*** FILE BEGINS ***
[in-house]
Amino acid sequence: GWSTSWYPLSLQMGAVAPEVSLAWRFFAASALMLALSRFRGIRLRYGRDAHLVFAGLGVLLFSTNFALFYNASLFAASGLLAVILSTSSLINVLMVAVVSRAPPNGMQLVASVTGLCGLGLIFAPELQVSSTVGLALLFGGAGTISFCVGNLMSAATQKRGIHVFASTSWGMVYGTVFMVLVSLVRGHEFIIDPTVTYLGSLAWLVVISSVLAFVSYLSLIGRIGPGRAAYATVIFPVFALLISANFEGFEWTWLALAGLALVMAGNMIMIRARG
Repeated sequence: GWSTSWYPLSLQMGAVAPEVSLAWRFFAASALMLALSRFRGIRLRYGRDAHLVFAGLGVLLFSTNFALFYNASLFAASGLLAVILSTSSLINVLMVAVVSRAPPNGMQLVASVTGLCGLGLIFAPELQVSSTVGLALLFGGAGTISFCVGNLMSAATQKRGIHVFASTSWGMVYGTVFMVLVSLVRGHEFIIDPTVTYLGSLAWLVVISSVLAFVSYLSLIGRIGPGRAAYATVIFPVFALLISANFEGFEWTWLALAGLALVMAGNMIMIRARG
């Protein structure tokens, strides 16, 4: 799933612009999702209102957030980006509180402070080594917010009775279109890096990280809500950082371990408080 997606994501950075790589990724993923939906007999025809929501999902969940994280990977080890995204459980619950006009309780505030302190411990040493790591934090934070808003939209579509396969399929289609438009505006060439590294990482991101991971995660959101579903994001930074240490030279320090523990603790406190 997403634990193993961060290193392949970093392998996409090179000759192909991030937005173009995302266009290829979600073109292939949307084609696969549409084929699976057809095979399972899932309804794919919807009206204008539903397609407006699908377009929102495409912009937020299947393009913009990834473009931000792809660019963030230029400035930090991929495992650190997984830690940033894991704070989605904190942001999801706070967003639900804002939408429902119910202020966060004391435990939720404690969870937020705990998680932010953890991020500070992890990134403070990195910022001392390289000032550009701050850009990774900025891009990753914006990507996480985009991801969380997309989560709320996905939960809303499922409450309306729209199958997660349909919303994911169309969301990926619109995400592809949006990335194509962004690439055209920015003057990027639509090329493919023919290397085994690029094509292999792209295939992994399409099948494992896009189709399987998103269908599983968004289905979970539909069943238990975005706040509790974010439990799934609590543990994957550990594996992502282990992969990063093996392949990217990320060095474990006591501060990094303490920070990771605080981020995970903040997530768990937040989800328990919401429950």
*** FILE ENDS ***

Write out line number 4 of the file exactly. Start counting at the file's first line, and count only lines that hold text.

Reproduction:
């Protein structure tokens, strides 16, 4: 799933612009999702209102957030980006509180402070080594917010009775279109890096990280809500950082371990408080 997606994501950075790589990724993923939906007999025809929501999902969940994280990977080890995204459980619950006009309780505030302190411990040493790591934090934070808003939209579509396969399929289609438009505006060439590294990482991101991971995660959101579903994001930074240490030279320090523990603790406190 997403634990193993961060290193392949970093392998996409090179000759192909991030937005173009995302266009290829979600073109292939949307084609696969549409084929699976057809095979399972899932309804794919919807009206204008539903397609407006699908377009929102495409912009937020299947393009913009990834473009931000792809660019963030230029400035930090991929495992650190997984830690940033894991704070989605904190942001999801706070967003639900804002939408429902119910202020966060004391435990939720404690969870937020705990998680932010953890991020500070992890990134403070990195910022001392390289000032550009701050850009990774900025891009990753914006990507996480985009991801969380997309989560709320996905939960809303499922409450309306729209199958997660349909919303994911169309969301990926619109995400592809949006990335194509962004690439055209920015003057990027639509090329493919023919290397085994690029094509292999792209295939992994399409099948494992896009189709399987998103269908599983968004289905979970539909069943238990975005706040509790974010439990799934609590543990994957550990594996992502282990992969990063093996392949990217990320060095474990006591501060990094303490920070990771605080981020995970903040997530768990937040989800328990919401429950």